biochip

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biochip

(bī′ō-chĭp′)
n.
1. An array of miniaturized chemical or biological test sites that is arranged on a substrate so that many tests can be performed simultaneously and that is used to sequence genes, analyze proteins, and identify toxins.
2. A computer chip made from organic molecules rather than semiconductors.

biochip

A microscale system for bioanalysis based on integrated circuit technology.
 
Examples
Molecular microarrays—gene chips, protein chips, small molecule chips; microfluidics systems—lab-on-a-chip; fibre-optic-based arrays.

biochip

see DNA CHIP.
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References in periodicals archive ?
And so after moving back to Egypt for good, Ismail began looking toward a future where people all over the world can be correctly diagnosed by placing a drop of blood on a biochip.
North America dominates the global biochips market owing to large number of aging population and broad technical applications of biochips followed by Europe and Asia-Pacific.
A biochip is an example of a bio-microsystem; it is a collection of microarrays organized on a solid substrate, allowing thousands of complex biochemical reactions, including decoding genes, in less time.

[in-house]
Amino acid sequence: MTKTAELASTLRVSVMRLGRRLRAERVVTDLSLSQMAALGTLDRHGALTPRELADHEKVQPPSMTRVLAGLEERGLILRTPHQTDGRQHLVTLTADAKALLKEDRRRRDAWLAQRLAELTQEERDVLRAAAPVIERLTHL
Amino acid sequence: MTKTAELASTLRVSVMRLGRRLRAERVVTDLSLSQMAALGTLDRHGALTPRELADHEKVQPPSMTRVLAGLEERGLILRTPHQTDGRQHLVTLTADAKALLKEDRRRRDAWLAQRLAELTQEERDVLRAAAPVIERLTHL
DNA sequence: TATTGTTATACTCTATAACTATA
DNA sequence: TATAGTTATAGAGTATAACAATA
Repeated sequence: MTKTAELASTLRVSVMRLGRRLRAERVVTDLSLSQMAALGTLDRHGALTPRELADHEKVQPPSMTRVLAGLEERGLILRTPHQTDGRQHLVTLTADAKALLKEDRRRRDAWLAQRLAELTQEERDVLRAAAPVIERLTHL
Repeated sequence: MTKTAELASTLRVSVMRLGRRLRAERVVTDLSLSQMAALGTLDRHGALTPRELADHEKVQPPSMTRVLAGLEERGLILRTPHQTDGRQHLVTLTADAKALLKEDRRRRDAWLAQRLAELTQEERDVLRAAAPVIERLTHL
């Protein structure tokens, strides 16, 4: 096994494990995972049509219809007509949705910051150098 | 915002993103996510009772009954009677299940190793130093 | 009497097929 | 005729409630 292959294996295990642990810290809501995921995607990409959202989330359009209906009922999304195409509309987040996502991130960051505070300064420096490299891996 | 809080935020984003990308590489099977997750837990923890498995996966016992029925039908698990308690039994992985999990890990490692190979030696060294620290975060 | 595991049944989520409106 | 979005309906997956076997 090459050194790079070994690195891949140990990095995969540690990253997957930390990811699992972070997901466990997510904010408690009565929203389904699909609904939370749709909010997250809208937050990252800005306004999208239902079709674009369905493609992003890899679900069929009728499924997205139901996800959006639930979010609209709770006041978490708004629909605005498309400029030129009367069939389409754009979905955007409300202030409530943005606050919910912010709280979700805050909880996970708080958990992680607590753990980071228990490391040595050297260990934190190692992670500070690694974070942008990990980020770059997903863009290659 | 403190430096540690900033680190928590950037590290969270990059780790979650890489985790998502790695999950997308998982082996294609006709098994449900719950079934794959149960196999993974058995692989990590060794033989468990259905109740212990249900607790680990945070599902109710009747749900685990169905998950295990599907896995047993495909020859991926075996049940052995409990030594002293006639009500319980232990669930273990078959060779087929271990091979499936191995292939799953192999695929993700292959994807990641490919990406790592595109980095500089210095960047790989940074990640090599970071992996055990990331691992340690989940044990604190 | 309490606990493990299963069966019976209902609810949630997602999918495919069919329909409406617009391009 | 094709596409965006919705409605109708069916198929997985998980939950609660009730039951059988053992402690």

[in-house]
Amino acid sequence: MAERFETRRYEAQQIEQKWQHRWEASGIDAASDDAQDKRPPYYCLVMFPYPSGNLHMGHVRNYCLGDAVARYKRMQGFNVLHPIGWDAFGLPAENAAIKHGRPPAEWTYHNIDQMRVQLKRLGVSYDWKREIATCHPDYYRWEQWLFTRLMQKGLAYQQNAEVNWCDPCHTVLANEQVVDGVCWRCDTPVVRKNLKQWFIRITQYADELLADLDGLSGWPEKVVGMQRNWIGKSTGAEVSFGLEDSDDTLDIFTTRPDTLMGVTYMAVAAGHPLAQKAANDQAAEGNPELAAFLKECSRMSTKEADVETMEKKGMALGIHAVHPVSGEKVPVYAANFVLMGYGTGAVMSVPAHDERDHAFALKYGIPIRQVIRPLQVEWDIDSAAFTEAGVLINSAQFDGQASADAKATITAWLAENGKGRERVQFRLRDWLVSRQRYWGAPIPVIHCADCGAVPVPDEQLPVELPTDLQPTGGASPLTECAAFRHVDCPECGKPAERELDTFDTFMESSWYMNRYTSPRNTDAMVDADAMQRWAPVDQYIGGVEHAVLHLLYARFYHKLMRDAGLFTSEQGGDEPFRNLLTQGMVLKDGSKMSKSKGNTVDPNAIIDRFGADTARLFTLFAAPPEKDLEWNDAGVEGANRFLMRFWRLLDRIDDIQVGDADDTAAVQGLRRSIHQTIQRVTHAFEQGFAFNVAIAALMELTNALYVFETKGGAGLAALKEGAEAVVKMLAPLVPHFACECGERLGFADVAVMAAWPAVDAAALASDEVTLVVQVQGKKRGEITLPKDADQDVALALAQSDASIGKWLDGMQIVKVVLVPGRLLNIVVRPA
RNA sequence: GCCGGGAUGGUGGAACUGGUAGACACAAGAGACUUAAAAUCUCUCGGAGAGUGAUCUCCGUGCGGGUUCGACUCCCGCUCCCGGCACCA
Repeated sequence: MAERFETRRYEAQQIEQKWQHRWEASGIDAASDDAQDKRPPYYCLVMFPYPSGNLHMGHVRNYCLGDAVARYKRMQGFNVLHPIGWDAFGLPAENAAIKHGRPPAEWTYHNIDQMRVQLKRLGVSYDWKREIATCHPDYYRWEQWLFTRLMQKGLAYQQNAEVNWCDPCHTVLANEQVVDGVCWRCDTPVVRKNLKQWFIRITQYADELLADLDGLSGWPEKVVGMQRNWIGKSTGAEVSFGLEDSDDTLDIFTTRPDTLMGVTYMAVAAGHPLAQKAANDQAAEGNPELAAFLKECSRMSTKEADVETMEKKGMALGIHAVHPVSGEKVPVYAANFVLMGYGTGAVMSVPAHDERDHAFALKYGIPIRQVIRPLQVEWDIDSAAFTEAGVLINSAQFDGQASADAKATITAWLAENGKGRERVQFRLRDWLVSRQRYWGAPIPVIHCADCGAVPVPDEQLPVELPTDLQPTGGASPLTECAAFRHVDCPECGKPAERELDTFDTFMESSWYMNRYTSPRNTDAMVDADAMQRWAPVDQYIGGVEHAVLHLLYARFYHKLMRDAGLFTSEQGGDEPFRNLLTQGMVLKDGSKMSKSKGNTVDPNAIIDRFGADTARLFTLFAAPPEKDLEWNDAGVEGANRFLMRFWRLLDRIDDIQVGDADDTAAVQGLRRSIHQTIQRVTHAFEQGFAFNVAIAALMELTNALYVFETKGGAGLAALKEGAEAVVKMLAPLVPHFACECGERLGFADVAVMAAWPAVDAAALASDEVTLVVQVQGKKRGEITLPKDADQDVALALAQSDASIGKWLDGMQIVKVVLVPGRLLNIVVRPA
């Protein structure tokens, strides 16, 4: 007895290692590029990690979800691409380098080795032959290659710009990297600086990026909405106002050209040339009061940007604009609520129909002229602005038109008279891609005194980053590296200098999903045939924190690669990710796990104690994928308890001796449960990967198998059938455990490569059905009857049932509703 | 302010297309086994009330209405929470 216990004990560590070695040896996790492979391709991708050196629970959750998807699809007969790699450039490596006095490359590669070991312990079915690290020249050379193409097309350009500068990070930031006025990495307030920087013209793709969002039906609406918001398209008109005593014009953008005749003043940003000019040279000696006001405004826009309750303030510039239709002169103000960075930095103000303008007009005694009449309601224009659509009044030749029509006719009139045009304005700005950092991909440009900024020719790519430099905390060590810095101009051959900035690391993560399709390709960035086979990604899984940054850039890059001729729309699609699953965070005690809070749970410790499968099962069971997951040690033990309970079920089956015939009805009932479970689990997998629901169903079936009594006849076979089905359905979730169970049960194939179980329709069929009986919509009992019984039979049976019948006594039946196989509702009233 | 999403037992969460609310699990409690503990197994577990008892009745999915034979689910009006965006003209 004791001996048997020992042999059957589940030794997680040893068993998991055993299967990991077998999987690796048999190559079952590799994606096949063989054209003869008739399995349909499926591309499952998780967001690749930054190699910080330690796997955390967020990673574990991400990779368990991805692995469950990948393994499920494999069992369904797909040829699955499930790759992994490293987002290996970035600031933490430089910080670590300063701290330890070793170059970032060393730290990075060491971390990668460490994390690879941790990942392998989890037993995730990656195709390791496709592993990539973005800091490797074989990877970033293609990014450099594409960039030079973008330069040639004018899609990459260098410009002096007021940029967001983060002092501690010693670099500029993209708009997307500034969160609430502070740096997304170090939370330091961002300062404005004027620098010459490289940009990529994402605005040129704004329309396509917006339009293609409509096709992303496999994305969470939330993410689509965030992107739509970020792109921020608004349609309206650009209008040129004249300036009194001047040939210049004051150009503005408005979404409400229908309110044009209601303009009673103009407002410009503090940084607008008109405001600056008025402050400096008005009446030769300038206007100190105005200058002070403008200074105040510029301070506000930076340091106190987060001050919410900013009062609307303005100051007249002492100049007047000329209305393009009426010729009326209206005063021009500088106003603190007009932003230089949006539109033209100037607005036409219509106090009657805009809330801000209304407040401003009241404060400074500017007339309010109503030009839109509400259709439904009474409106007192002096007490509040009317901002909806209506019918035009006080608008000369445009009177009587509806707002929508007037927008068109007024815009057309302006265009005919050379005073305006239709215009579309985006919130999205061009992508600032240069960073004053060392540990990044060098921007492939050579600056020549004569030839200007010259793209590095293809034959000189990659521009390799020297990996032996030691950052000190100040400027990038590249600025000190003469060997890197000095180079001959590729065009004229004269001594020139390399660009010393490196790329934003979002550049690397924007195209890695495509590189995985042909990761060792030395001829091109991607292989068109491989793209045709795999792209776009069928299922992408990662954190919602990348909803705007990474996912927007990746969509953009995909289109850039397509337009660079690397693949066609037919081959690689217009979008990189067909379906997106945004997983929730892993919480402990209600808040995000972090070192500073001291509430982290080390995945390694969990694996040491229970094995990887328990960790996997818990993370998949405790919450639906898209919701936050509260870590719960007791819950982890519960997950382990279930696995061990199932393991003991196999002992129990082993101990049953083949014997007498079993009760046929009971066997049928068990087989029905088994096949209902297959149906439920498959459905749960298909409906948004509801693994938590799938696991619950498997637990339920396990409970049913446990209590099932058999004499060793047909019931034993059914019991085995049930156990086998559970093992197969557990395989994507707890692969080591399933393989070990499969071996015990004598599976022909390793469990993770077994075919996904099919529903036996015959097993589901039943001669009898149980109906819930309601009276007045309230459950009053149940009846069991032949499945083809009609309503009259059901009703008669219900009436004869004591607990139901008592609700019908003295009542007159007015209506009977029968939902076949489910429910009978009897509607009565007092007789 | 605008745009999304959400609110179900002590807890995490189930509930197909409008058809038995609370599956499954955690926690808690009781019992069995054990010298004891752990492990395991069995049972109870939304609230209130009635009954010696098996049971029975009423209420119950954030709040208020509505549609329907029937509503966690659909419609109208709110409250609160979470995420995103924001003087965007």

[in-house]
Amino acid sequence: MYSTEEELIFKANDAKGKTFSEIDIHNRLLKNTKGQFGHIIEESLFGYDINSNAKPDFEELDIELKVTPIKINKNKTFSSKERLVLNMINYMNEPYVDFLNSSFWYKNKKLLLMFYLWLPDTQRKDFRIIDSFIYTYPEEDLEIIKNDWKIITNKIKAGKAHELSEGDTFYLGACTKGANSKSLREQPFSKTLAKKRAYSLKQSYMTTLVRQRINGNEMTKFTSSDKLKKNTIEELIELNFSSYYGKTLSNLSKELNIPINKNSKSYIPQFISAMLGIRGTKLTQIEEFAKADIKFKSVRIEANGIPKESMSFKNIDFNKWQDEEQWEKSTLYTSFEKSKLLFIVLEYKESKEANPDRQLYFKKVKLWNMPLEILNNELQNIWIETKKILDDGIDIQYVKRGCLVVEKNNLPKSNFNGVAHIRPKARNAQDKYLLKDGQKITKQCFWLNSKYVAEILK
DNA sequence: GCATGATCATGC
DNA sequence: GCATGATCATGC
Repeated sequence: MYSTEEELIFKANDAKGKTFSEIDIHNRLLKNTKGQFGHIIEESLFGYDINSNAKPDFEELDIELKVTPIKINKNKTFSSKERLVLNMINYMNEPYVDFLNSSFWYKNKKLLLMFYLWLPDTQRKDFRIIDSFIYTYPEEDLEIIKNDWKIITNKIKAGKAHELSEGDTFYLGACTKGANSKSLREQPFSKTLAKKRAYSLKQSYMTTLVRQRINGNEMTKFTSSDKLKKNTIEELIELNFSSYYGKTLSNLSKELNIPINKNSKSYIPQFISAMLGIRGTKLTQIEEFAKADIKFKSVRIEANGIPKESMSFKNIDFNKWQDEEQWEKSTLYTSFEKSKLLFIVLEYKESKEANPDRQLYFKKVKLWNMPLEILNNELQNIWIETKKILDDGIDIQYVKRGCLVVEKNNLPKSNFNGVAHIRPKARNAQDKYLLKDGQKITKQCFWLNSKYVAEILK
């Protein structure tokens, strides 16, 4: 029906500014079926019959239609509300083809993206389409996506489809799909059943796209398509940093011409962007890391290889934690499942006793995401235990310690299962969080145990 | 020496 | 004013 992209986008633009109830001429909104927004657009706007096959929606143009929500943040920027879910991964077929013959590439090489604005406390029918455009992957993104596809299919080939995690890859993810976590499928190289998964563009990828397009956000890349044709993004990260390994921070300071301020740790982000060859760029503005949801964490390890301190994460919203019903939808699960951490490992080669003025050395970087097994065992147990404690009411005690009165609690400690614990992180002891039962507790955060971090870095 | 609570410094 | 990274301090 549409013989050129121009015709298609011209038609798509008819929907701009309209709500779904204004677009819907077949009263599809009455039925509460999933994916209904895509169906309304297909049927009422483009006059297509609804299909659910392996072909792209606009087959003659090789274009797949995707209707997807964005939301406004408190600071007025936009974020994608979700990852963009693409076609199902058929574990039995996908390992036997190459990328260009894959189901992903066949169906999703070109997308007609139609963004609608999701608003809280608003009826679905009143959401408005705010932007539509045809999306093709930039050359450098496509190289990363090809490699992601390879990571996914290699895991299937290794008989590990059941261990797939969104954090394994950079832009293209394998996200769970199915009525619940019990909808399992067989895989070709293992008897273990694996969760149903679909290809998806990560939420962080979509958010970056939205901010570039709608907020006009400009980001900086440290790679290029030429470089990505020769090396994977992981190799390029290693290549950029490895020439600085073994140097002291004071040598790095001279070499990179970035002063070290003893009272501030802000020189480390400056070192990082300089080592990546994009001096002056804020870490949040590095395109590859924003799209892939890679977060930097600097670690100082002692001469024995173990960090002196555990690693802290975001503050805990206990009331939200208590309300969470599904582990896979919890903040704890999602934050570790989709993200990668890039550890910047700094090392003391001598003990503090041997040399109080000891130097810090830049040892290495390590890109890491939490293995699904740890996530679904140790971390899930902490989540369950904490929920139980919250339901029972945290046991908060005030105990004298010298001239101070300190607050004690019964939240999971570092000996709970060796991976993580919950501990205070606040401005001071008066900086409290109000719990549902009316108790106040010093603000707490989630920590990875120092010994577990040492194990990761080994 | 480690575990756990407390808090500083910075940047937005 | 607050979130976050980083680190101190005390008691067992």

We have developed a biochip platform to identify the biomarkers for prostate cancer.
Their results showed that the specially designed biochip could detect glucose levels similar to the levels found in human saliva.
After pretreatment, biochips underwent a silanation activation process, and then an additional reaction with a bifunctional linker was performed when dictated by the immobilized biomolecule.
The tool, which will manufacture biochip components used in high-throughput, massively parallel protein analysis systems, was selected by Zyomyx based on superior process results, versatile process flexibility, and on Tegal's reputation for outstanding customer support.
Biochips are valuable tools for use in identifying and determining the roles of genes, gene mutations, and gene products (proteins) by vastly increasing the number of genes that can be studied in a single experiment.
In the in vitro diagnostics realm, biochips will begin to supplement and, in some cases, replace current approaches to detecting the presence of disease due to biochips' advantages in speed and accuracy.
Biomedical Photometrics, based in Waterloo, Ontario, Canada, is experienced in developing state-of-the-art readers for genetic arrays and biochips based on proprietary confocal laser imaging technology.
Biochips can analyze biological reactions in seconds, and the right antibiotic can be prescribed for an individual TB strain, saving time and money.
Various applications of biochips and microarrays are described throughout the report.